Lately I've been looking up the Middle English of many Modern English words via Wiktionary. It was my understanding that by this point in the history of English ȝ was in heavy use. Yet these etymologies almost always use a y instead.
I understand that written English was far from standardized. Wiktionary generally shows several forms commonly used, yet often will show a y-option and no ȝ-option. For example,
From Old English wind, from Proto-West Germanic *wind, from Proto-Germanic *windaz.
wend, wende, wind, winde, wynde
IPA: /wiːnd/, /wind/
I've also used Etymonline, but it rarely sites "alternative forms," so it's even less helpful on this issue.
So, if I see a y-option, can I assume there was also a ȝ-option?
As I'm still not understanding I'll add a more informative example:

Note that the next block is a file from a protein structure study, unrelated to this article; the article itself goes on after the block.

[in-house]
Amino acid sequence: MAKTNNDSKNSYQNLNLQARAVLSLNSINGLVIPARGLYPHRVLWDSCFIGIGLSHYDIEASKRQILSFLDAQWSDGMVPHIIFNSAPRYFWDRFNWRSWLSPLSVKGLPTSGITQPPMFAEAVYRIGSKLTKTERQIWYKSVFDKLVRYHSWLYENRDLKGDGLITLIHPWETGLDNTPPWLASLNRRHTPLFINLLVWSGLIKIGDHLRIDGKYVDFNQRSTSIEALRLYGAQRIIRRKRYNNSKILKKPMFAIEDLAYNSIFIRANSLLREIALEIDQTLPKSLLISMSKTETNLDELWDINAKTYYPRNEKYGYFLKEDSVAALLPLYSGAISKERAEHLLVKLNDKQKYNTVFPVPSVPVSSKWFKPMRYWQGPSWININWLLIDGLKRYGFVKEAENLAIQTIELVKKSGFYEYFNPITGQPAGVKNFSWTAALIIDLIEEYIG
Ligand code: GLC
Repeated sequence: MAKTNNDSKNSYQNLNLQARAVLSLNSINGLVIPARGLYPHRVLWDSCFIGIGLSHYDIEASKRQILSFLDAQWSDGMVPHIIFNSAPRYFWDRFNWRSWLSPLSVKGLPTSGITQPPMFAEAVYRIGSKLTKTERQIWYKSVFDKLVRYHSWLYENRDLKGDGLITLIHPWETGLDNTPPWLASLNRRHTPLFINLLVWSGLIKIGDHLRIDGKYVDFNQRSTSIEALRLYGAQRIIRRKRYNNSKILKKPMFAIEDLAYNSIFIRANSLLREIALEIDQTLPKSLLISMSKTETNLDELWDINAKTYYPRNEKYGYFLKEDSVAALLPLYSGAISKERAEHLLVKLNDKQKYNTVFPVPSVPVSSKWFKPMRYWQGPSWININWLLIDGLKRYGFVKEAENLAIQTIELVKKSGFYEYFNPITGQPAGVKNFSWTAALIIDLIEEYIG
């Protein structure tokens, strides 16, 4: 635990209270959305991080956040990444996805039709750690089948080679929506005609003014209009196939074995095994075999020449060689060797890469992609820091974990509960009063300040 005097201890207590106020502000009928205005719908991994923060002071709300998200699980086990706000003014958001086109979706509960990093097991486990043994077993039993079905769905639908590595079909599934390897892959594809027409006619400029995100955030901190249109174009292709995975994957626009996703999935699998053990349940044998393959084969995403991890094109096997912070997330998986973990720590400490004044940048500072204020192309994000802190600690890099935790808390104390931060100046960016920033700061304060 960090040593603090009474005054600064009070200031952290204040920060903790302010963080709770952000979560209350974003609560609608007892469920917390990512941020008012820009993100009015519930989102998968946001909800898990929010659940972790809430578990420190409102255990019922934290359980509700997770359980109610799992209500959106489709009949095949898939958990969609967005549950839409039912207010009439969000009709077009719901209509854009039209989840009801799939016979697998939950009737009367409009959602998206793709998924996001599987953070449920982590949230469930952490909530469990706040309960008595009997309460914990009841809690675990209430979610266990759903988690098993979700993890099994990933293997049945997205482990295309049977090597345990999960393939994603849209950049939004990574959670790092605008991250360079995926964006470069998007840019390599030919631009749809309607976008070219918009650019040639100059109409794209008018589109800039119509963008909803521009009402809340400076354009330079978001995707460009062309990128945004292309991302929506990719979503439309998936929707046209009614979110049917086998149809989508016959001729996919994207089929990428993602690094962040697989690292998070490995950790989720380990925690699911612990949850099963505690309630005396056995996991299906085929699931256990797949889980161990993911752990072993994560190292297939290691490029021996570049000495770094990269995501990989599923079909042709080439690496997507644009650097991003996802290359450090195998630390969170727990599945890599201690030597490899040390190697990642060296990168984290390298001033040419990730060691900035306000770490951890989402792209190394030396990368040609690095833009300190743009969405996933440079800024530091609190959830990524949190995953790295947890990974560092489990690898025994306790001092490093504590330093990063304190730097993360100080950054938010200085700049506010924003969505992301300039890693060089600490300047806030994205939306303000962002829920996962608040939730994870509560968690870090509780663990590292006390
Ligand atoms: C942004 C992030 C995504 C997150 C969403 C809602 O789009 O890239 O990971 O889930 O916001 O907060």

From Middle English From Middle English rail, rayl, *reȝel, *reȝol (found in reȝolsticke (“a ruler”)), partly from Old English regol (“a ruler, straight bar”) and partly from Old French reille; both from Latin regula (“rule, bar”), from regere (“to rule, to guide, to govern”)
IPA: /ɹeɪl/, [ɹeɪɫ]
From Middle English way, wey, from Old English weġ (“way; path”), from Proto-West Germanic *weg, from Proto-Germanic wegaz, from Proto-Indo-European **weǵʰ-. Doublet of voe.
waye, waie (both obsolete)
Both rail and way rhyme and both come from an Old English predecessor containing a g, yet both do not include ME spellings containing a yogh (on Wiktionary). So, if I wanted to say "railway" (on a sign in a fantasy medieval game) I'm unsure if "raȝelwaȝ" is appropriate.